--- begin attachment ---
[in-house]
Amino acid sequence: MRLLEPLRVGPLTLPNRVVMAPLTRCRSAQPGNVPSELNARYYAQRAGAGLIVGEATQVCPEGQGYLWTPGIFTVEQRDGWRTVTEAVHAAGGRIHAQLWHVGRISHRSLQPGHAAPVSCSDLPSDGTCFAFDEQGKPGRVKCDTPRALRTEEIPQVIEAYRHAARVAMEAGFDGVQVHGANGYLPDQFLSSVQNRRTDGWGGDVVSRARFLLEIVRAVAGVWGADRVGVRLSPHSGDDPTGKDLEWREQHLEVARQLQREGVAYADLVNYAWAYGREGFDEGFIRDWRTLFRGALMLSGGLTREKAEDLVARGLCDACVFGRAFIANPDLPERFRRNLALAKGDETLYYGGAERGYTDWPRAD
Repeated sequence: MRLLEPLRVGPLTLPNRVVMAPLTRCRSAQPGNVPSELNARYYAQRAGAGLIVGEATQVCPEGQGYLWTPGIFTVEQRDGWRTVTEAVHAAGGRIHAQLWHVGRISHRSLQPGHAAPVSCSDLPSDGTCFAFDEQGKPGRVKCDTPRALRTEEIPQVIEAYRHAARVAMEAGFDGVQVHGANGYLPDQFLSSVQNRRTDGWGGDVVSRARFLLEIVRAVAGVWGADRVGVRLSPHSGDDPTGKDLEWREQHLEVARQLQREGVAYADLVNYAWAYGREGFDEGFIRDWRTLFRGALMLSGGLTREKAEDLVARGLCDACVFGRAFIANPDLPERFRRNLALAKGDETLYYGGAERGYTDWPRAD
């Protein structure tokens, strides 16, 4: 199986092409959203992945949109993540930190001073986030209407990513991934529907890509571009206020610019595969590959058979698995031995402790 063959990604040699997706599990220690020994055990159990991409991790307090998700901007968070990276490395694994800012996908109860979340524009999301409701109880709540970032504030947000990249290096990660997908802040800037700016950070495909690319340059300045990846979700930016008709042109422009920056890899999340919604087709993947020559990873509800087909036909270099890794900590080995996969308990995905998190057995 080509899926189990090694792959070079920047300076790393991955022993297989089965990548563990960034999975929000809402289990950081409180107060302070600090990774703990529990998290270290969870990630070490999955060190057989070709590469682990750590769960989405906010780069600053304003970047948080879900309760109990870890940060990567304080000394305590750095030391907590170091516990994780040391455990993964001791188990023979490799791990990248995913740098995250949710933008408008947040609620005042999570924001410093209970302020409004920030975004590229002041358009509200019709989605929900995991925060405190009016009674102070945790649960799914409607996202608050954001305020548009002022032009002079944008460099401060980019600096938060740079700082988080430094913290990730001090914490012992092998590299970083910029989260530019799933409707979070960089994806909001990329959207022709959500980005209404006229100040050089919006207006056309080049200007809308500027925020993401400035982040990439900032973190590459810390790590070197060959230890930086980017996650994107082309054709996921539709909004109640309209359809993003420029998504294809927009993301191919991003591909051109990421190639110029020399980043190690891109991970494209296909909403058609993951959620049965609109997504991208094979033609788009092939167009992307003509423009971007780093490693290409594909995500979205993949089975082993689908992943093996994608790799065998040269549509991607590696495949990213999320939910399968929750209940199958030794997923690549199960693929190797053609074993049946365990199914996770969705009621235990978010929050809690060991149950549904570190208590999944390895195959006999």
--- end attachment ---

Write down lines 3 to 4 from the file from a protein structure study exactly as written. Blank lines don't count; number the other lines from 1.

Repeated sequence: MRLLEPLRVGPLTLPNRVVMAPLTRCRSAQPGNVPSELNARYYAQRAGAGLIVGEATQVCPEGQGYLWTPGIFTVEQRDGWRTVTEAVHAAGGRIHAQLWHVGRISHRSLQPGHAAPVSCSDLPSDGTCFAFDEQGKPGRVKCDTPRALRTEEIPQVIEAYRHAARVAMEAGFDGVQVHGANGYLPDQFLSSVQNRRTDGWGGDVVSRARFLLEIVRAVAGVWGADRVGVRLSPHSGDDPTGKDLEWREQHLEVARQLQREGVAYADLVNYAWAYGREGFDEGFIRDWRTLFRGALMLSGGLTREKAEDLVARGLCDACVFGRAFIANPDLPERFRRNLALAKGDETLYYGGAERGYTDWPRAD
């Protein structure tokens, strides 16, 4: 199986092409959203992945949109993540930190001073986030209407990513991934529907890509571009206020610019595969590959058979698995031995402790 063959990604040699997706599990220690020994055990159990991409991790307090998700901007968070990276490395694994800012996908109860979340524009999301409701109880709540970032504030947000990249290096990660997908802040800037700016950070495909690319340059300045990846979700930016008709042109422009920056890899999340919604087709993947020559990873509800087909036909270099890794900590080995996969308990995905998190057995 080509899926189990090694792959070079920047300076790393991955022993297989089965990548563990960034999975929000809402289990950081409180107060302070600090990774703990529990998290270290969870990630070490999955060190057989070709590469682990750590769960989405906010780069600053304003970047948080879900309760109990870890940060990567304080000394305590750095030391907590170091516990994780040391455990993964001791188990023979490799791990990248995913740098995250949710933008408008947040609620005042999570924001410093209970302020409004920030975004590229002041358009509200019709989605929900995991925060405190009016009674102070945790649960799914409607996202608050954001305020548009002022032009002079944008460099401060980019600096938060740079700082988080430094913290990730001090914490012992092998590299970083910029989260530019799933409707979070960089994806909001990329959207022709959500980005209404006229100040050089919006207006056309080049200007809308500027925020993401400035982040990439900032973190590459810390790590070197060959230890930086980017996650994107082309054709996921539709909004109640309209359809993003420029998504294809927009993301191919991003591909051109990421190639110029020399980043190690891109991970494209296909909403058609993951959620049965609109997504991208094979033609788009092939167009992307003509423009971007780093490693290409594909995500979205993949089975082993689908992943093996994608790799065998040269549509991607590696495949990213999320939910399968929750209940199958030794997923690549199960693929190797053609074993049946365990199914996770969705009621235990978010929050809690060991149950549904570190208590999944390895195959006999």